The Hampshire, Portsmouth electoral rolls 1835-1873 contain over 198,000 transcripts covering six parishes of Portsmouth: All Saints, St George, St John, St Mary, St Paul and St Thomas. Electoral rolls were registered annually, which means that you may find multiple entries for your ancestor. The Portsmouth electoral roll wasn’t published in 1836 and 1837, and those from 1866, 1870 and 1871 have not survived. The electoral registers are from six parishes of Portsmouth: All Saints, St George, St John, St Mary, St Paul and St Thomas.

The registers include the names of those who were eligible to vote in local and parliamentary elections. By using the keyword field you can search for your home address and discover who lived in your house before you. Or you can search a street name and discover the neighbours who lived alongside your ancestor.

Baptism record from Portsmouth New Chapel, Green Row, Portsmouth

William Benger was present at the baptism of his first son Thomas Benger at Portsmouth New Chapel in Green Row, Portsmouth. Thomas was born 16th April 1837, baptised 1st May 1837 by Robert Sherwell.

Portsmouth New Chapel in Green Row, Portsmouth

I’m not sure where the Portsmouth New Chapel in Green Row, Portsmouth actually was so I shall have to do some detective work about this place.

The Admiralty Badge

I love this little buttonhole brass badge, found amongst the buttons in my grandmother’s button tin. I have no idea who it belonged to.

On War Service 1914

On War Service badge.JPG

The Admiralty Badge was issued to war workers in shipyards during 1914. In 1916 Admiralty badges were numbered to control their issue amongst the numerous shipyard and related employers.

The 1914 On War Service badge was the first official badge issued during the First World War to identify non-combatant persons whose services were deemed necessary for war work. The badge was issued late 1914 to “workmen whose services are indispensable for the rapid completion of HM Ships and Armaments”.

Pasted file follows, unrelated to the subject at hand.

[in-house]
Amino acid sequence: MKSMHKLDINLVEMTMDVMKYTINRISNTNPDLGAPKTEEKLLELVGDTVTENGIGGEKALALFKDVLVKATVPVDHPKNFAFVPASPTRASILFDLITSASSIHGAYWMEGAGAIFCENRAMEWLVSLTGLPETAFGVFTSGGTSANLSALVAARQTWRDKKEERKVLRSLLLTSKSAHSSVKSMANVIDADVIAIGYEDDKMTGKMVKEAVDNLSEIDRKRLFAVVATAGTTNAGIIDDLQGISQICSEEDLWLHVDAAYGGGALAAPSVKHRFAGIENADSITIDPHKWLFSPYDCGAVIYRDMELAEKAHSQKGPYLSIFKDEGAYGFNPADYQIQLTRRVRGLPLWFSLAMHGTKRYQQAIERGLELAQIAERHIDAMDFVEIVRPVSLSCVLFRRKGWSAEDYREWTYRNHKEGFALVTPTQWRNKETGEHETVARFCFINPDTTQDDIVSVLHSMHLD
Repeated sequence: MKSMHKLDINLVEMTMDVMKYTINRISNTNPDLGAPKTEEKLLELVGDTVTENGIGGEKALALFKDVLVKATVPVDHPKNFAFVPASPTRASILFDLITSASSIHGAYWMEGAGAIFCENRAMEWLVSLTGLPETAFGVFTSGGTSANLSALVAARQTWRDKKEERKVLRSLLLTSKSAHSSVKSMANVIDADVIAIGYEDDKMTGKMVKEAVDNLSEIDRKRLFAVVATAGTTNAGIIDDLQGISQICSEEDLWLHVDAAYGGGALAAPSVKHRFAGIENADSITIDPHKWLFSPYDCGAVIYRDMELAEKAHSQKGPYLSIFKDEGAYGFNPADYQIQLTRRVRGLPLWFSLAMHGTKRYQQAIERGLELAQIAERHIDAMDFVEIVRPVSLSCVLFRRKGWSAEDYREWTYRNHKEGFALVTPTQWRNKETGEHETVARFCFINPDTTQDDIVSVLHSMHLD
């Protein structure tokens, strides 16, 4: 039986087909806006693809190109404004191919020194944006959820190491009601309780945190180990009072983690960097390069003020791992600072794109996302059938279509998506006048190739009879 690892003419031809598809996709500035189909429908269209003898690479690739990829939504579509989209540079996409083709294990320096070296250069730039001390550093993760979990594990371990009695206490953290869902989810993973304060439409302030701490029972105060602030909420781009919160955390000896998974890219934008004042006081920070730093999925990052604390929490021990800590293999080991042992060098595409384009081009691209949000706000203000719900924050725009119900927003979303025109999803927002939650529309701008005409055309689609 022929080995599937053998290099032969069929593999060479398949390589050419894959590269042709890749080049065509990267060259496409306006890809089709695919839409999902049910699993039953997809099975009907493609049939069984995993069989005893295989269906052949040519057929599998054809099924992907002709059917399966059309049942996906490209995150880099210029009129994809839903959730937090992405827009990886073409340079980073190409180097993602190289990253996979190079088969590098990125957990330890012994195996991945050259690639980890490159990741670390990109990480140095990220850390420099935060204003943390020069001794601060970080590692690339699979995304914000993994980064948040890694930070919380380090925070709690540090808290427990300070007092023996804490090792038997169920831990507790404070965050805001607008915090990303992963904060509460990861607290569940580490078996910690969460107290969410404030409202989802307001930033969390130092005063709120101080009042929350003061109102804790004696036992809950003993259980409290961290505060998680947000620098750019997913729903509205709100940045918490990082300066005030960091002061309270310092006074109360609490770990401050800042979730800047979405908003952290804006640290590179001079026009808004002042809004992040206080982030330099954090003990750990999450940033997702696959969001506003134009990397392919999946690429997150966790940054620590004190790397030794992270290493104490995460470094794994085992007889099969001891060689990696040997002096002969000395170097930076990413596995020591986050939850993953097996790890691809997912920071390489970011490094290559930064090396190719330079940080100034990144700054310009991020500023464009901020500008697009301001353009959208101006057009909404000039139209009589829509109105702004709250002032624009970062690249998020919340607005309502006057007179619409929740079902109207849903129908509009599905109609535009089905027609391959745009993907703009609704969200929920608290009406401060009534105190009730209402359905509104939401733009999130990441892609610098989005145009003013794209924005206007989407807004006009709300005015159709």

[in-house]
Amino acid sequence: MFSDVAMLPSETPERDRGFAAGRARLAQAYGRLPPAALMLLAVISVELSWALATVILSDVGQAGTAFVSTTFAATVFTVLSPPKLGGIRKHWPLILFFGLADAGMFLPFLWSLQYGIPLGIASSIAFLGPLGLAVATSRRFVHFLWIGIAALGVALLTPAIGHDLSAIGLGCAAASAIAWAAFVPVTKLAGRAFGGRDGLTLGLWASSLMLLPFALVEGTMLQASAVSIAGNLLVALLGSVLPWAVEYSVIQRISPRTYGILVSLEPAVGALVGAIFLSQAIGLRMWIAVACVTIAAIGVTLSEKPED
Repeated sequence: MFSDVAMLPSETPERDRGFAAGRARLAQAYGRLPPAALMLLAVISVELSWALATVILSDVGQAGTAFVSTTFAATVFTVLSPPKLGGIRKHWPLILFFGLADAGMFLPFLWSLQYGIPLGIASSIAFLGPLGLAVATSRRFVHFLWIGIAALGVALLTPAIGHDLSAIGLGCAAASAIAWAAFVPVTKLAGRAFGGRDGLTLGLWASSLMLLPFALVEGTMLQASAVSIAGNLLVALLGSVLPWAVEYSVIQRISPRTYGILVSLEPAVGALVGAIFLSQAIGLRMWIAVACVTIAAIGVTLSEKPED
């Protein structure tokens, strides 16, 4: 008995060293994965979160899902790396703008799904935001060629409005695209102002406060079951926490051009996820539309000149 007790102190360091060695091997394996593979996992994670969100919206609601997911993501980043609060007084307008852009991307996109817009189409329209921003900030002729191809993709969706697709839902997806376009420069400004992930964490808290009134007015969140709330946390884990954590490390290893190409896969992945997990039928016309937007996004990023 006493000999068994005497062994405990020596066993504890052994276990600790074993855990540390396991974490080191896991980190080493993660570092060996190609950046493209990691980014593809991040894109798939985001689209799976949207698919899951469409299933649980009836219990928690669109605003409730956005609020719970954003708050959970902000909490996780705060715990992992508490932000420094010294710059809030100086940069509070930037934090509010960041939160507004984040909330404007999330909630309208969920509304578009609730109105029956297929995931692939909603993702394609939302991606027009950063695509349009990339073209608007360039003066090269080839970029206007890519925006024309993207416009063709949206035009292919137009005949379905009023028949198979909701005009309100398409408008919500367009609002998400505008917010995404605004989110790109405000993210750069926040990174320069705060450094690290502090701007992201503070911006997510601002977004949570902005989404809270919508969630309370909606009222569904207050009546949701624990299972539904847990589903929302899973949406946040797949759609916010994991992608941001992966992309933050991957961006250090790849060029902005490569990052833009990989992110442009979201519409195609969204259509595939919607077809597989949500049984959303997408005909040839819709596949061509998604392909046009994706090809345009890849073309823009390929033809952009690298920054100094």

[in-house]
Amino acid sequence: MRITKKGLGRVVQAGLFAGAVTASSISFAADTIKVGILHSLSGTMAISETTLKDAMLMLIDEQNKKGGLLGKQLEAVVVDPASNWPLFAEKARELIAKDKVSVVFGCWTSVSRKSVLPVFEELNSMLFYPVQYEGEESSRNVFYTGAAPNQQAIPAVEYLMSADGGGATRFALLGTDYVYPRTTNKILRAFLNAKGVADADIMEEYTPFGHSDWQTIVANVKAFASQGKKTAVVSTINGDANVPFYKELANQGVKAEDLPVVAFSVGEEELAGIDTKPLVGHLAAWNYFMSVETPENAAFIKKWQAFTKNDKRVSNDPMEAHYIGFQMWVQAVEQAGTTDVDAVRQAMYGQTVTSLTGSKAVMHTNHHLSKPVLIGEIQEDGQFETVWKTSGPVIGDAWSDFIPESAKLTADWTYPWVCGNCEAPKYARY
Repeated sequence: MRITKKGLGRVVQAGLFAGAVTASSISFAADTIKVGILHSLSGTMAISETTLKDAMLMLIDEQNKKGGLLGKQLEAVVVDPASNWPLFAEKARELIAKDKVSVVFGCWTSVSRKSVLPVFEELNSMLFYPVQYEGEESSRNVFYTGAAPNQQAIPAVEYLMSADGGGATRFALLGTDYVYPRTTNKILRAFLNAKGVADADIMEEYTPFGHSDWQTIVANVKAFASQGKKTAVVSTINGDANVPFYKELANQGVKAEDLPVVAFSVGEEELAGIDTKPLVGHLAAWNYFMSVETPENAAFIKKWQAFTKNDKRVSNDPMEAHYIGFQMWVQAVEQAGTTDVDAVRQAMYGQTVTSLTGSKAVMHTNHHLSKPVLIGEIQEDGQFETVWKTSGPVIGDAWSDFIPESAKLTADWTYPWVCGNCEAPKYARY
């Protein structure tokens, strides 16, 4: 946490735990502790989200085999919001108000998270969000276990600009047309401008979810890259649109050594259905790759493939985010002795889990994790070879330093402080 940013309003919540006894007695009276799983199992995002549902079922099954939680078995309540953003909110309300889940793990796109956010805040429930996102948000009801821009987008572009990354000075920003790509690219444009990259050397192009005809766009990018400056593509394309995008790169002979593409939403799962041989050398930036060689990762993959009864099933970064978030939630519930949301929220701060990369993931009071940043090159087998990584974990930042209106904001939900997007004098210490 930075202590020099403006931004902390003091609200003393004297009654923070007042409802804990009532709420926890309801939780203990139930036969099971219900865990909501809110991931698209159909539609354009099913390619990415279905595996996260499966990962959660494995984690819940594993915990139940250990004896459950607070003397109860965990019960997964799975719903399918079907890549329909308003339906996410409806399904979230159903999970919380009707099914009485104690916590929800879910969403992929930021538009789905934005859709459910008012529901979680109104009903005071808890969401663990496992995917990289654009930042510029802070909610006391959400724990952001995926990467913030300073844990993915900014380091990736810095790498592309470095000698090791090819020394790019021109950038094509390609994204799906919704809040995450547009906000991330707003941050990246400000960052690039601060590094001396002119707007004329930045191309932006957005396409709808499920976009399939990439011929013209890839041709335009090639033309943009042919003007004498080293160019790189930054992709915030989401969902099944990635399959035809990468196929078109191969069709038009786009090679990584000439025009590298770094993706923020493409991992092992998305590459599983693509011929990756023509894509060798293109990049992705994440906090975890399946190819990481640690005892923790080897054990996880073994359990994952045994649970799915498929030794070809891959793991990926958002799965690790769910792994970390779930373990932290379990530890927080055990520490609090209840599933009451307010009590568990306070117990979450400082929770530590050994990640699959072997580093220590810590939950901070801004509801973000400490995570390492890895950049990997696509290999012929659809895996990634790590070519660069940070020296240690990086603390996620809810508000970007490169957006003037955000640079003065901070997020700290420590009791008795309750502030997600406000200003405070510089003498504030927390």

The issue of this badge to individuals considered essential for war work was left to the shipyards and related employers and if the employee were to cease that employment, the badge had to be handed back.

I think the badge may have belonged to one of my paternal great grandfathers, either George James Benger, who worked in Naval Ordnance in Portsmouth, or Mansel Young who worked as a Dockyard Labourer also in Portsmouth, during the First World War.

Wooden box

I inherited this lovely wooden box which belonged to my paternal grandmother, Viola Margaret Benger. I presume it was originally for jewellery.

wooden box

I’ve had it a long time and still use it for storing my treasures. It has its’ original label on the bottom, stating it came from  the Landport Drapery Bazaar which was based in Commercial Road, Landport, Portsmouth and started trading in 1870.

Landport Drapery Bazaar

The Landport Drapery Bazaar was bombed in the Second World War and subsequently rebuilt a couple of times. It was brought out by United Drapery Group in 1965, in 1982 changed its name to Allders and in 2005 taken over by Debenhmas.

Smashing brick walls

I seem to have a few brick walls in my family and I love nothing better than smashing them down. I’m not sure if there are more female than male brick walls, I shall have to make a list someday, but I’ll tell you about my latest breakthrough.

Catherine Young was the wife of Mansel Young. For many years I only knew a couple of facts about her that were due to the birth records of her sons and the 1901 census.

These facts are:

Catherine Young, nee Carroll

Born in Macroom, Cork, Ireland around 1857 – need to find a birth certificate

Married between 1891 and 1895 (as she was not married at the time of the 1891 census and her first son was born in 1895) – need to find a wedding certificate

Her first son Alfred Mansel Young was born at 13 Broad Street, Southsea on 31 May 1895

Her second son Henry Harper Young was born at 37 Addison Road, Southsea on the 8 June 1897

At the time of the 1901 census she was living with her family at 2 Woodland Cott, Woodland St, Portsmouth

Her name didn’t appear in the 1911 census so I knew she had died between 1901 and 1911. It has literally taken me years but I’m pleased to say I finally found her death mentioned as she was listed on freebmd and I ordered the certificate online for £9.25.

She died on 24th February 1909 at the Royal Portsmouth Hospital. The cause of death was strangulated femoral hernia and exhaustion.